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Credit: Bemobile


Telecommunications companies' marketing activities in PNG involve regular forays into remoter communities.

PNG’s ICT evolution

Information and communications technology (ICT) reform in PNG is not only delivering cheaper prices and stronger competition: it is also helping businesses devise a new generation of innovative services.

A s m o s t c o m p a n i e s t h a t d o b u s i n e s s t h e r e w i l l t e l l y o u , w h i l e i t c a n b e v e r y r e w a r d i n g , P a p u a N e w G u i n e a i s a d e m a n d i n g e n v i r o n m e n t i n w h i c h t o d o b u s i n e s s . O n e o f t h e r e a s o n s f o this is undoubtedly its infrastructure, which has struggled to keep pace with the country’s needs in recent years. r

Digicel has already made its first move to broaden its offering by acquiring specialist telecommunications systems integrator and internet service provider Data Nets Limited, which has operations in PNG and Fiji.

Rising to the PNG challenge

In the past five years, however, one area of infrastructure in particular has made significant progress—information and communications technology (ICT).

From 2007, when Irish-owned Digicel aggressively entered the local mobile market, the sector has experienced the benefits of increased competition. Prices have fallen for mobile calls, reliability has improved markedly and the mobile networks themselves have expanded to cover over 75% of the country’s population—quite some feat in a country with a population as widely distributed as PNG’s.

Some estimates suggest that more than 1.5 million Papua New Guineans—perhaps 25% of the population—now have mobile phones, compared to just 65,000 fixed line subscribers.

Opening up the sector

For ICT companies, PNG presents several challenges for service delivery.

‘From our standpoint logistics are an enormous challenge,’ notes Stuart Kelly, Chief Executive Officer of Bemobile. ‘The cost of internal travel is high, so if you’re sending people goods—in our case handsets or cards—that is quite significant. Power is still a challenge, but it’s getting a lot better and the remoteness and topography of the land are also a challenge.’

Not that they can’t be overcome. In fact, the very nature of PNG’s exacting environment has driven innovation.

‘If you throw in the technology, which is going in leaps and bounds, it is the player who takes the initiative to look at new, innovative strategies and ideas who will obviously have the advantage,’ asserts Telikom’s Paul Tevlone.

The latest stage of the ICT reform process occurred in 2010, with the passing of a new ICT Act, the creation of a new industry regulator (NICTA—the National Information and Communication Technology Authority) and the commencement of a new regulatory regime on 1 November 2010.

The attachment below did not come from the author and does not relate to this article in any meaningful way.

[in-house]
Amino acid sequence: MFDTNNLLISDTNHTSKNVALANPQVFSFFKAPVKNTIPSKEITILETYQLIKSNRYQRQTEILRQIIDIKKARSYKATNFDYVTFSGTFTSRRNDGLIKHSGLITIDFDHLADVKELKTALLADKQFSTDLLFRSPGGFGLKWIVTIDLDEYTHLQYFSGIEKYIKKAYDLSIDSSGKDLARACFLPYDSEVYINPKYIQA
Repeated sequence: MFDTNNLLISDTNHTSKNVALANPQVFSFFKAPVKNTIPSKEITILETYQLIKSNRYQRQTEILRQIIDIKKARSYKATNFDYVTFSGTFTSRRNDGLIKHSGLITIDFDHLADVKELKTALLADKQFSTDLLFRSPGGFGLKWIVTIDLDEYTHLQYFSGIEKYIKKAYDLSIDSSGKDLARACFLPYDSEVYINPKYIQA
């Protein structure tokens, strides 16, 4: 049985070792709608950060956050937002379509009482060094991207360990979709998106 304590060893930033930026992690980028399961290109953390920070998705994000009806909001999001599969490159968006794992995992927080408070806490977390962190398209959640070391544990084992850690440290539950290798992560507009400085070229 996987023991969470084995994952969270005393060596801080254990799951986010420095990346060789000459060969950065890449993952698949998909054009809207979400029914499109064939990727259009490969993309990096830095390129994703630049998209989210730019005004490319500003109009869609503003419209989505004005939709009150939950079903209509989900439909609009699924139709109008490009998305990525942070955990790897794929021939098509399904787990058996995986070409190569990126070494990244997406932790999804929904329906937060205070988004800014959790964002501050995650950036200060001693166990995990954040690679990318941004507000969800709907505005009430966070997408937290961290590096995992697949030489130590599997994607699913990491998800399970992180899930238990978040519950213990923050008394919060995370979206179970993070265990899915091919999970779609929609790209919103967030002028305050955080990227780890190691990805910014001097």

The new regime is designed to remove Telikom PNG’s remaining monopolies in fixed line and broadband services and encourage greater competition, as Paul Tevlone, Acting Chief Executive Officer at Telikom PNG, tells Business Advantage:

‘The major change in the policy is that the retail market will be deregulated and opened up, and the market itself will dictate pricing.’

John Mangos, Chief Executive Officer of Digicel (PNG) Limited, explains what this means for Telikom’s competitors:

‘It effectively means that someone like Digicel will migrate our licence from a mobile-only licence to looking at all telecommunication services. It has created a broader, more level playing-field, not just for ourselves but for anybody coming into the market.’

The services initially deployed by the telcos themselves to keep their own customer service operations cost-effective in such a demanding environment—mobile credit and balance checking, for example—are now being offered to external parties in a range of sectors.

Retail customers of state utility PNG Power, for instance, can now pay for their electricity by mobile phone when their electricity metre runs out in the middle of the night (all power in PNG is prepaid). Members of the country’s main superannuation funds, NASFUND and Namabawan Super, and of the Teachers Savings and Loan Society credit union can now check their balances by SMS. Mobile banking is one development currently under way, with the country’s largest bank, BS , expecting to launch a mobile ‘e-account’ in mid-2011, to complement its rural banking initiative (see box on opposite page), and a new internet banking service. Mobile technology could well deliver new services in the insurance sector too.


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